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Between Female Liberation, ‘von Trierisms’ and Racism: 7 Random Thoughts on ‘Nymphomaniac’

Between Female Liberation, 'von Trierisms' and Racism: 7 Random Thoughts on 'Nymphomaniac'

For the past few months, there’s been a steady stream of discussion surrounding Lars von Trier’s  “Nymphomaniac” as its made its way to theaters and home viewing channels around the world. The first part finally hits U.S. cinemas today, and both parts are now available on VOD, so it seemed like an appropriate time to consider various ideas with respect to the films even if at this point you’re probably sick of hearing about them. But there’s really so much at play in “Nymphomaniac” — both positive and problematic — that it kind of begs further analysis, especially now that people everywhere are getting the chance to actually see it. So here — in a sort of random, freestyle form — are seven thoughts I had with respect to “Nymphomaniac,” which you should probably see before reading (unless you don’t mind some of it being spoiled).

I. “Nymphomaniac”
has the same ring to my ears like “hysteria”, “homosexuality” or “promiscuity”
and of course that’s not an accident. The word evokes notions of a time when
the exploration sexuality, and especially female sexuality, was in the firm
male hands of doctors, psychoanalysts and moral spokesmen, long before any
liberation movements could tell us that (female) sexuality is not a bad thing. “Nymphomaniac”
as a film title is one of Lars von Trier’s questionable provocations. The term
is later turned into an empowering label when Joe (Charlotte Gainsbourg) leaves a self-help group
denying the diagnosis “sex addict” and appropriating the term “nymphomaniac”
for herself. Let’s just ignore the fact that the Greek word “nymphe” not only describes
a young woman of marriageable age but also a mythological nature spirit – a
classic dichotomous attribution of the female to nature and its nurturing,
motherly and “chaotic” qualities. Let’s also forget that in “Antichrist” Gainsbourg was psychoanalized by her husband and eventually burned as
a witch, if I remember correctly. Also noteworthy: men are “ladies men”, “Don
Juans”, “conquerors”, “womanizers”. Women are “sluts”,  “whores”, “maneaters”, “femme fatales” or
“nymphomaniacs”. Just saying.

II. The saga
begins with a black screen, the ultimate symbol of infinity, nothingness and
imagination. Then, the camera cranes around a few back alleys that don’t seem
to disguise their artificial studio aura until we finally discover Joe, bruised
and battered, lying on the street unconsciously. Then, Joe will be saved by a
man she will confess her life story to. 
All this is filmed in a weirdly cheap looking set that builds the basis
of the entire narrative frame. Is it all fake on purpose? Can we maybe not
trust our narrator Joe and her flashback memories? Is this set one of those van
Trier jokes like the fox in “Antichrist” that looks at the audience and says
“Chaos reigns!”? Before it all begins, the camera dives into a black shaft and
disappears. No further comment needed: A brutally beat-up nymphomaniac, a male
saviour, Freudian camerawork – we get what we expected, only to discover that
these “von Trierisms” are nothing but red herrings at first.

III. Question
one: Does it matter that a male writer/director has the authority over a text
about female sexual emancipation? Question two: Can we watch “Nymphomaniac”
without having one eye on the ordeals van Trier has regularly sent his other
leads through? Question three: Does the director know what he is talking about?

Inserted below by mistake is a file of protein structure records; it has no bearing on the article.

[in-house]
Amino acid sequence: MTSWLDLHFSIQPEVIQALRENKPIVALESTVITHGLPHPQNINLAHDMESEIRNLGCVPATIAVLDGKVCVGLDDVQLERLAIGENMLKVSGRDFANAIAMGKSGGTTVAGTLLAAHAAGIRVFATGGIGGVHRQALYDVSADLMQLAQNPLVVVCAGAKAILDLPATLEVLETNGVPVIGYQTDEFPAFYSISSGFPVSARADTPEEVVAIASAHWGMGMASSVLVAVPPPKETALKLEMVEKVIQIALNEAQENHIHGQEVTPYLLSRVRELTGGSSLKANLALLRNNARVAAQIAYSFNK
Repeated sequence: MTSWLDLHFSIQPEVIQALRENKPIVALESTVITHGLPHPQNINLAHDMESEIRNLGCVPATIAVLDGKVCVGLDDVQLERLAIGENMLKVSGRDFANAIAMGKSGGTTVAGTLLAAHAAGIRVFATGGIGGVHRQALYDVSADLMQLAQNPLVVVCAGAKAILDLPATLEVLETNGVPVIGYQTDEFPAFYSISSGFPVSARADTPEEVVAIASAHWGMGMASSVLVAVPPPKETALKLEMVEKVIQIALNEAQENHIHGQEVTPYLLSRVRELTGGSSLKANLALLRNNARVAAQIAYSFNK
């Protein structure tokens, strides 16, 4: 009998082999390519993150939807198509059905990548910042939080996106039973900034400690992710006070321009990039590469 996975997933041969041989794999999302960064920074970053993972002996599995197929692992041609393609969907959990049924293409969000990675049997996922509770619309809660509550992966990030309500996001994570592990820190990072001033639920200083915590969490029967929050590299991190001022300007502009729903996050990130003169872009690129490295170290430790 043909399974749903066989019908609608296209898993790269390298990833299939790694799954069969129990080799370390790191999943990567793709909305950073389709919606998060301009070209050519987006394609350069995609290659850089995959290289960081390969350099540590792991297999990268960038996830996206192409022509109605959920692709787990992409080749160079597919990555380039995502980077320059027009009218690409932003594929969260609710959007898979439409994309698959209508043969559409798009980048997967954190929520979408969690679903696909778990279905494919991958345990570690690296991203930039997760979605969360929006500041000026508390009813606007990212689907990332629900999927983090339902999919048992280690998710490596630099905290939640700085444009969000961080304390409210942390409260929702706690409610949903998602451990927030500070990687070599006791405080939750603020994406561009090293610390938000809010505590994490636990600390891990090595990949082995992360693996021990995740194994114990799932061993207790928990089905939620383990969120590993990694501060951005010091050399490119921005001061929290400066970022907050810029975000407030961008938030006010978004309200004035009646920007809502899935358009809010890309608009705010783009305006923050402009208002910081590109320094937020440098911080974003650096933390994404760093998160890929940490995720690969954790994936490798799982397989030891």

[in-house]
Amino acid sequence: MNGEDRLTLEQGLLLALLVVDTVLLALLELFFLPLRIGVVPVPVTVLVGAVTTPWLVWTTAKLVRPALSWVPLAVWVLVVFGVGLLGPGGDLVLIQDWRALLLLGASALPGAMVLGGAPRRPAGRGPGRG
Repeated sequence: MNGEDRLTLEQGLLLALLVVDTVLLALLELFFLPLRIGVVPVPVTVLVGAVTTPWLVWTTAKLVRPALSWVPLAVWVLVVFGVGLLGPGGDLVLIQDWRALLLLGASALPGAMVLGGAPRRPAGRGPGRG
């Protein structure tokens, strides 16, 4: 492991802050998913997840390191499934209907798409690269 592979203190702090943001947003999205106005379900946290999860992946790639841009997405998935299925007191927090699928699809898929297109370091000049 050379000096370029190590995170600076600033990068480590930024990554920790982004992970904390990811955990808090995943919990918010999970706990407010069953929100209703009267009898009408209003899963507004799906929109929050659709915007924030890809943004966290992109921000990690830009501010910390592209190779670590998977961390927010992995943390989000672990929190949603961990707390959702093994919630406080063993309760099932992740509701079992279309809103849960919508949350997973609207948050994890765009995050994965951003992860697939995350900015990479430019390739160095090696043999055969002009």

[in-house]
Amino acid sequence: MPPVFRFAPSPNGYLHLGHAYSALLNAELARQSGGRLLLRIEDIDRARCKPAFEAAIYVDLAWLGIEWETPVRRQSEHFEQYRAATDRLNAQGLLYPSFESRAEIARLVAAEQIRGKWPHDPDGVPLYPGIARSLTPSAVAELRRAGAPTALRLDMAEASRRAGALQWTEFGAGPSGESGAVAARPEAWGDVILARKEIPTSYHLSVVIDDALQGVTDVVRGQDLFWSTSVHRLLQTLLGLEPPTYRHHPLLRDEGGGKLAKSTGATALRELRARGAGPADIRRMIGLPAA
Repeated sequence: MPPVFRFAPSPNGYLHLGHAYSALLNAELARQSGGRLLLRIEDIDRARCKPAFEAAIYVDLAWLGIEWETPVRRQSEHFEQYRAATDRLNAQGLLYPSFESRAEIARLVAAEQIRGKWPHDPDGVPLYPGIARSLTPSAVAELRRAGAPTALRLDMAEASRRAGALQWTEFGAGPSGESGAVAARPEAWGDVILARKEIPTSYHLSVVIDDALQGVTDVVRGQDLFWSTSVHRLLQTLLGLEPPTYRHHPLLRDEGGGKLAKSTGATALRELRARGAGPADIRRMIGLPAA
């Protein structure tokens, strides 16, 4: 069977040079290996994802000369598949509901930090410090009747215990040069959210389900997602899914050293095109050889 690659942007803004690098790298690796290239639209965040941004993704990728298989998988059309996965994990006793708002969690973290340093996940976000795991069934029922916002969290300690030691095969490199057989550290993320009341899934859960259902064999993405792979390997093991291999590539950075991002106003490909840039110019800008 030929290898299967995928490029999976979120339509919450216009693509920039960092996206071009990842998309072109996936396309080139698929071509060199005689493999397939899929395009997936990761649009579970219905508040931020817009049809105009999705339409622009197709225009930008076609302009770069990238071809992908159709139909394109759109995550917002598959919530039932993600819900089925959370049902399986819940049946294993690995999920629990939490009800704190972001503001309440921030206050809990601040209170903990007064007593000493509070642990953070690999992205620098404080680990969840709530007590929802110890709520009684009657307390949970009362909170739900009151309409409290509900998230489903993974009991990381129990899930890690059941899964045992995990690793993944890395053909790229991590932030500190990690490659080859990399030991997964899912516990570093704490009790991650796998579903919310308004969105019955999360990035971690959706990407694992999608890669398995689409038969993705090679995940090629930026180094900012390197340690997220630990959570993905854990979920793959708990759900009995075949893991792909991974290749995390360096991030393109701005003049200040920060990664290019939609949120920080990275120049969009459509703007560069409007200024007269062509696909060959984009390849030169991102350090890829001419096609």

Question four: Is it relevant to ask these questions?

IV. Part one is
one of the most sex-positive explorations of non-normative human behaviour
I have seen in a long time. And it’s funny. We see climbing ropes dangling from
the ceiling of a gym, knowing that somewhere up there little Joe has her first
orgasm during physical education, pun intended. 
Yes, children are sexual beings, too. We see teenage Joe and her friend
on a train hunting for men to win a bag of chocolates as a prize for having most
sex partners before reaching their destination. Teenagers playing sex games and
not giving a fuck – nice. We hear about an all female
organization that forbids relationships and sleeping with the same guy twice.
Hello, slut pride, goodbye monogamous couple bullshit! Loving it. Joe’s first
sex turns into a graphic equation of penis pushes and anal hits before the
one-minute-looser-lover has come.  No
need for penis envy – the phallus has just been deconstructed through ridicule.
Joe moves on, until she gets what she wants sexually and against all social
odds. Her “Rage to Live” is her rage to fuck and no one can stop her.

V. Then Part
Two. In it: “The Dangerous Men”. Jamie Bell as an underground S/M specialist
strapping Joe to the couch and beating her until her ass bleeds is something so
powerful and provocative, fearlessly played and well scripted that it took my
breath away for a moment. Before that: Sex without communication. Joe hires a
translator “of African languages” to fuck a black refugee from the streets. Him
and his buddy argue over who gets to enter which hole while their enormous
erections frame Joe’s face before being called “the Negro brothers”. No, some words,
like “negro” shouldn’t be erased from language, Joe says. Neo-colonial, ultra
racist bullshit, so offensive it made me want to puke. Also: the end of all
indulgent accepting or ignoring of van Trier’s “provocations”- a disappointing
dead loss.

VI. Miscellaneous:
Only towards the end does Joe get the idea of finally sleeping with someone of
the same gender. Makes you look back and think: “This has actually all been
pretty heteronormative” (Even though Joe’s entire story of being a sexual
outsider no matter what is a pretty queer idea).

VII. Conclusion:
not possible.



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